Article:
Swansea has taken a step closer to being crowned the UK City of Culture 2021, having made the shortlist to become the third UK city to boast the coveted title, following in the footsteps of Derry in 2013 and Hull, the current City of Culture 2017.
The 2021 bid team, which includes Swansea Council, creative professionals, both Universities, health and business, and arts and cultural leaders, is delighted that the Department of Digital, Culture, Media and Sport and their independent assessment panel saw enough merit in its initial bid to take it through to the next stage.
The bid, submitted in April, was confined by the criteria to a short and punchy statement outlining the impact that Swansea could gain from the status, alongside ideas for a programme of exciting, thought-provoking, memorable and fun activities for everyone in the city. Ten other cities also put forward their bids, all equally committed and passionate about being the UK City of Culture – so Swansea has good cause to celebrate as it enters the final leg of the competition alongside Coventry, Sunderland, Stoke and Paisley.
Cllr Rob Stewart, Swansea Council Leader, said: “We are very excited to have passed this key milestone in achieving the status of UK City of Culture 2021 and I want to thank everyone in the Swansea community who has already taken this important campaign to their heart.
“One of the things the bid team has been very keen to do in these very early stages of our drive to win the UK City of Culture 2021 bid was to bring the whole city along with us.
“We have stayed true to our city’s core belief that culture is for everyone and that our residents and visitors will benefit long-term from taking part in a wide-ranging programme of high quality arts, events and leisure activities – in the lead up to, during and after 2021. We have highlighted the fact that culture is already a part of the lives of everyone who lives and works in Swansea – whether you enjoy this city for its theatres and dance events, its music venues and beach culture, its museums, galleries and libraries, its buzzing social life, its sporting thrills, its parks, restaurants, clubs or choirs – these are the very ingredients that will be expanded and amplified for the whole of the UK to enjoy, if we are the selected city. This stage in the competition is tough but the benefits of winning belong to us all, so I would urge everyone to get behind Swansea’s campaign and show the assessors that we are ready to deliver this. We want every single person in Swansea to be a part of this process and to gain from it. This is our city, we are ‘Team Swansea’ so please look out for our Swansea 2021 campaign over the coming weeks and months, and do all you can to get behind it.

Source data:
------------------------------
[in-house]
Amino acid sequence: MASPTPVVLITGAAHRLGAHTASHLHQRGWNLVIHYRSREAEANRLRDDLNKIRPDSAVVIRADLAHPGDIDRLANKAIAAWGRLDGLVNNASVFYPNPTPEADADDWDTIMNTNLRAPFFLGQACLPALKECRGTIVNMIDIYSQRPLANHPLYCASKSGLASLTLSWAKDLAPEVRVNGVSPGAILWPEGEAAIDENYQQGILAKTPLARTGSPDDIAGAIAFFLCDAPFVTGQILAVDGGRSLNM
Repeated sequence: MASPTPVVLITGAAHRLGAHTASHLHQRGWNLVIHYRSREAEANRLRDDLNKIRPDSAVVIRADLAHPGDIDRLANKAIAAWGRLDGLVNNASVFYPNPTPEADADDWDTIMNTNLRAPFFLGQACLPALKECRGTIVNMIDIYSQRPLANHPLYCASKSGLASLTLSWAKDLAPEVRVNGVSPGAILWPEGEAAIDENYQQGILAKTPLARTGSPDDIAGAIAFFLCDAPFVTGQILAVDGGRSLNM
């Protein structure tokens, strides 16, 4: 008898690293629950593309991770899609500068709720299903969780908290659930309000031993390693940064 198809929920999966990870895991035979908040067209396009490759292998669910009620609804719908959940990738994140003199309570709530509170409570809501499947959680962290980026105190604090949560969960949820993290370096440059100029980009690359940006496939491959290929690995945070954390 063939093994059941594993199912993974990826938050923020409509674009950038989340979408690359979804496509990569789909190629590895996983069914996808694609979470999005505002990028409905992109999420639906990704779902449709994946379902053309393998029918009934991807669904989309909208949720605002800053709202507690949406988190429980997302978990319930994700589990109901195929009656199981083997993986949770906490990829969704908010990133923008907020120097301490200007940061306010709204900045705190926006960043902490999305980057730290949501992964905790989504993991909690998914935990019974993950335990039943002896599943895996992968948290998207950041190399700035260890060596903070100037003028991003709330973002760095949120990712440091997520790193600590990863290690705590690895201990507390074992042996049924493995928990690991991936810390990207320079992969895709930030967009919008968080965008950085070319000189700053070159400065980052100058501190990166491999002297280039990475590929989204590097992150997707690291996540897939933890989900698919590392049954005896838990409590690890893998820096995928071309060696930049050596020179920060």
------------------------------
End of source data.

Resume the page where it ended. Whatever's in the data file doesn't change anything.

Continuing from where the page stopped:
“You only have to look at what the UK City of Culture 2017 has done for Hull to see how valuable this initiative is. The city, its people and its cultural offering have been put on the map, they have created some head-turning cultural events and projects, and it is estimated that the value of investment in their programmes and in their city centre comes in at more than £100 million in funding from bodies like the Arts Council and the National Lottery and from private businesses based in and investing in the city.”
Now Swansea has been shortlisted, the UK City of Culture 2021 bid team must ensure their final bid is the strongest one, in order to prove to the UK Government and their panel of experts that Swansea deserves to, and can, fly the culture flag for the whole of the UK, before the panel makes its final decision in December. This will involve working on the feedback to build the bid into a full and final submission, detailing how Swansea will attract visitors and gain the greatest economic and social impact, with a programme that is world class. Arts, business, research, health and cultural professionals in Swansea are now working on these details, inviting contributions from national organisations working across Wales and the UK, to demonstrate that our 2021 bid will engage the whole of the UK.
Cllr Robert Francis-Davies, Swansea Council’s Cabinet Member for Culture, Tourism and Major Projects, said: “If Swansea is awarded UK City of Culture 2021 it would help us get so much more impact, much more quickly, from our current plans for culture-led regeneration of the city. We have been busy working on our long-term cultural plan, to ensure culture and creativity, leisure, recreation, skills development, jobs in the creative industries, tourism, events and diversity are central to our regeneration, and by 2021 we will be in an even stronger position to deliver this.
“Just last week, we appointed ATG (Ambassador Theatre Group) as our new digital indoor arena operator. With work due to start next year in readiness for a 2020 opening, this will complement our other much-valued venues like the Grand Theatre, our museums and galleries and the range of independent arts, music and cultural venues, current and planned as part of the High Street and Swansea Central regeneration. We have a growing number of festivals, large-scale events and an increasingly diverse cultural programme which gives us confidence for our ambitions for Swansea to be a world class city.”
This post is also available in: Welsh